In another welcome decision for content owners and broadcasters, the CJEU has dealt a significant blow to the business models of those individuals looking to profit from the sale of pre-configured media players which provide end-users with hyperlinks to copyright-infringing Internet streams.
In its Filmspeler judgment (available here), the Court followed the opinion of its Advocate General (previously reported here) that the mere sale of media players (such as IPTV/ Kodi boxes) which are pre-configured (or “fully loaded”) to display pirated content itself constitutes a communication to the public, provided certain conditions are met.
Importantly, the court confirmed that reproductions of pirate material created in those players are not covered by the “temporary copying” defence, confirming that infringement can occur via the use of the box by the end user (and so not only by those making available streams).
Communication to the public
The Court found that there was a communication to the public (i.e. a primary act of copyright infringement) by the seller of a media player that is pre-configured to link to pirated content, where the seller is (i) looking to make a profit, and (ii) fully aware that the devices’ pre-installed add-ons link to unauthorised content.
The Court held that, by facilitating end-users’ access to pirated content, a seller of these pre-configured media players enabled a direct link to be established between (i) the websites that are illegally broadcasting copyright-protected content, and (ii) the purchasers of the multimedia devices. Applying the criteria established in GS Media (see our blog post here), the CJEU noted that the profit-making intention subsists because “the multimedia player is supplied with a view to making a profit“.
The ruling extends the range of ‘intermediaries’ (i.e. those who are not initially responsible for making available and/or transmitting the works) that may carry out a communication to the public. Such a conclusion will be welcomed by rights holders and will make it easier for them to take action where the initial infringer is outside of the rights holder’s jurisdiction and/or has taken steps to conceal their identity.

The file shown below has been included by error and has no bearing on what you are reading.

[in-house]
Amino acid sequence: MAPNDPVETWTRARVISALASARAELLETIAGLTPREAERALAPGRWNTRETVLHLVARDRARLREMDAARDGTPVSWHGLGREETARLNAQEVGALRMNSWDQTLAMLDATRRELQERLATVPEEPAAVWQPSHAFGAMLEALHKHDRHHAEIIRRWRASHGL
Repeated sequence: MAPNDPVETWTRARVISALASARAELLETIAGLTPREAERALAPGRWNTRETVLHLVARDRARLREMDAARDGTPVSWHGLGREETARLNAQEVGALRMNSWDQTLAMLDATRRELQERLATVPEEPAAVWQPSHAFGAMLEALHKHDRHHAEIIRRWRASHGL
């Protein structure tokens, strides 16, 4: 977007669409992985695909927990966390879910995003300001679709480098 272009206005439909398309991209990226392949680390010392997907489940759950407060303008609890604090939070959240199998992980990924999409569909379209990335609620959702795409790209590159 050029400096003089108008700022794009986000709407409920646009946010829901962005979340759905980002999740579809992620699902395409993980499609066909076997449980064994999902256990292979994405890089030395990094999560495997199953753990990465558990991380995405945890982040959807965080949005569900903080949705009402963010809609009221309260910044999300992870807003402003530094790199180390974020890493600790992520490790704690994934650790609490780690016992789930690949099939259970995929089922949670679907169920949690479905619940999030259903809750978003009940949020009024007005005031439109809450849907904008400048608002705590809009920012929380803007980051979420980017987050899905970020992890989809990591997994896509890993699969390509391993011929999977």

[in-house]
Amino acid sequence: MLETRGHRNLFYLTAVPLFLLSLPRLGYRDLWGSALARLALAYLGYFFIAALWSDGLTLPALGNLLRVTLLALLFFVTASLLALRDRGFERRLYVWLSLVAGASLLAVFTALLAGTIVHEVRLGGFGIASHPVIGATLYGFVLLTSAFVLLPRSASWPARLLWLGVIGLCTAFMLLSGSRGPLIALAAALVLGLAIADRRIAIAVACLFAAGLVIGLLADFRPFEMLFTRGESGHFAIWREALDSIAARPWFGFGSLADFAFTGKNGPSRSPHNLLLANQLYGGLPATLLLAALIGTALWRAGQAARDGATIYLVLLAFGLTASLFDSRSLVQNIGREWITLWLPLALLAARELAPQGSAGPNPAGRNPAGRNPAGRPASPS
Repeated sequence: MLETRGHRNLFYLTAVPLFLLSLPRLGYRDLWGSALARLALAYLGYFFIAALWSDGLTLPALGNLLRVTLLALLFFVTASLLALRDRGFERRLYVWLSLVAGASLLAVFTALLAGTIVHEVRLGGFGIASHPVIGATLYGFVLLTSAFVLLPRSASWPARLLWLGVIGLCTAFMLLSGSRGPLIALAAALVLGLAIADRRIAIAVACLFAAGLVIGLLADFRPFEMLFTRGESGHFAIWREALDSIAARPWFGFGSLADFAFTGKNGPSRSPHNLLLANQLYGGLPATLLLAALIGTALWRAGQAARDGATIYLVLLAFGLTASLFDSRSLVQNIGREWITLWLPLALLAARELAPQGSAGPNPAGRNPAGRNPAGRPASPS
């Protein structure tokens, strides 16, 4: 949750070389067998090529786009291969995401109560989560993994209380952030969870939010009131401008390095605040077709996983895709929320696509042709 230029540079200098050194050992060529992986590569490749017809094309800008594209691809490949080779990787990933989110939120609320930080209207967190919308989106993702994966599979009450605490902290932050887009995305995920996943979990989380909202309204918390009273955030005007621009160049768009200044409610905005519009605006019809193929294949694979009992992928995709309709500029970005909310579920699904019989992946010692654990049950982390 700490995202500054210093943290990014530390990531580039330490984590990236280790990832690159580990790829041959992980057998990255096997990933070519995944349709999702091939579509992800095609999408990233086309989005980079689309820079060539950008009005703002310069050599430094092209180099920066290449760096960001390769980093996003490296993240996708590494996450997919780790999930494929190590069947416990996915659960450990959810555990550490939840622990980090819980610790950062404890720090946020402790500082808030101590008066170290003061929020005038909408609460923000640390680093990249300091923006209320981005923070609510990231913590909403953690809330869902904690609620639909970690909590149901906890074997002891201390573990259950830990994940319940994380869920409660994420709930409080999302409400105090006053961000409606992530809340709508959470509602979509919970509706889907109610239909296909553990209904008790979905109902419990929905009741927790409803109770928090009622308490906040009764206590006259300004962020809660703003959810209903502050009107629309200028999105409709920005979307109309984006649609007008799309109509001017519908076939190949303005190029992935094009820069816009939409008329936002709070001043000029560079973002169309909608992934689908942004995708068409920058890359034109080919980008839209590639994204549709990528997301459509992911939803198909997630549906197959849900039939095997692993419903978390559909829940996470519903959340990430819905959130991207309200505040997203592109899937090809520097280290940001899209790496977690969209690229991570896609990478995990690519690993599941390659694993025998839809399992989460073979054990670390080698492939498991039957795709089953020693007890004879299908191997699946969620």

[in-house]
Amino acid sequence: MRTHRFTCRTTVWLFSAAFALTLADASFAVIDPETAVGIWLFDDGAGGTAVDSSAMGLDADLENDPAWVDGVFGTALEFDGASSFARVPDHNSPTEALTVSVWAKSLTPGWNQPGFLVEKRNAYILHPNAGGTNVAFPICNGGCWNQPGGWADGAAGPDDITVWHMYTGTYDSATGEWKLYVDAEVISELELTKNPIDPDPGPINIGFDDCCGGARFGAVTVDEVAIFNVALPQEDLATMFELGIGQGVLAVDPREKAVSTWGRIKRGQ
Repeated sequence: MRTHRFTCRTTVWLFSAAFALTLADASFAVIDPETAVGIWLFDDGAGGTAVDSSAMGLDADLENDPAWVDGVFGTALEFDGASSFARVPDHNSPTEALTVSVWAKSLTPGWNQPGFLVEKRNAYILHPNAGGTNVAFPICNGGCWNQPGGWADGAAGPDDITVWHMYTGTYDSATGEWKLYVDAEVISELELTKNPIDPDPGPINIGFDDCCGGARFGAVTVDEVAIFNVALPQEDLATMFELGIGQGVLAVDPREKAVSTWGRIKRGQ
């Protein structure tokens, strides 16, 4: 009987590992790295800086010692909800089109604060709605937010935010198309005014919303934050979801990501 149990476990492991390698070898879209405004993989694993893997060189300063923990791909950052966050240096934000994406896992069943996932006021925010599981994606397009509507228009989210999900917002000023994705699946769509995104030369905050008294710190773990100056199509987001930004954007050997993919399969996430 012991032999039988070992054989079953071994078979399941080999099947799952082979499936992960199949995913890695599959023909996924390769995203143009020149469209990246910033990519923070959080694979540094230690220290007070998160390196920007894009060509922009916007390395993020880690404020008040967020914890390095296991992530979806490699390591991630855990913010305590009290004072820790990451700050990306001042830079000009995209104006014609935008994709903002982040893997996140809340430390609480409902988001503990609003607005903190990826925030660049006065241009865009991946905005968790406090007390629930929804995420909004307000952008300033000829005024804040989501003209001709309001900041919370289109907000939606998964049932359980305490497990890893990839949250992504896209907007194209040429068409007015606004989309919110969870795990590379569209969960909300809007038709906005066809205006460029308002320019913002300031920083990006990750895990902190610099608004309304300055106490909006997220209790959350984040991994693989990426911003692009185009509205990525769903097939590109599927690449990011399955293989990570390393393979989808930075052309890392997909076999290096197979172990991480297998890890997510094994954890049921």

The case also raised the issue of whether the streaming of the pirated content in the end user’s device amounted to a copyright-infringing act of reproduction. The CJEU had previously determined that reproduction in the memory of decoders – and on users’ screens – can amount to infringement by reproduction, unless a defence applies.
The Copyright Directive provides a defence against copyright infringement for a person who (in certain circumstances) makes temporary copies of copyright works without authorisation. There are five conditions that need to be met, but critically in this case, one condition is that the reproduction must be pursuant to a “lawful use” of the work.
The Court deemed the objective of the Filmspeler device was not to enable a lawful use of the unlicensed content. As a result, the temporary copies of the copyright works on the player adversely affected the normal exploitation of those works and led to a reduction in lawful transactions relating to them.
This conclusion means that, in the streaming context, copyright infringement is not limited to the communication to the public of a pirated copyright work – it may also occur as a result of the reception by a private viewer of pirated copyright works on viewing devices (whether “fully loaded” or not), or other associated reproductions.
Although in our view this conclusion is obviously correct, a perception has long-persisted among certain sections of the public that merely viewing pirated content online is “not illegal”. This perception has long been exploited by those who market devices, or run pirate websites, but may well now shift as a result of this judgment.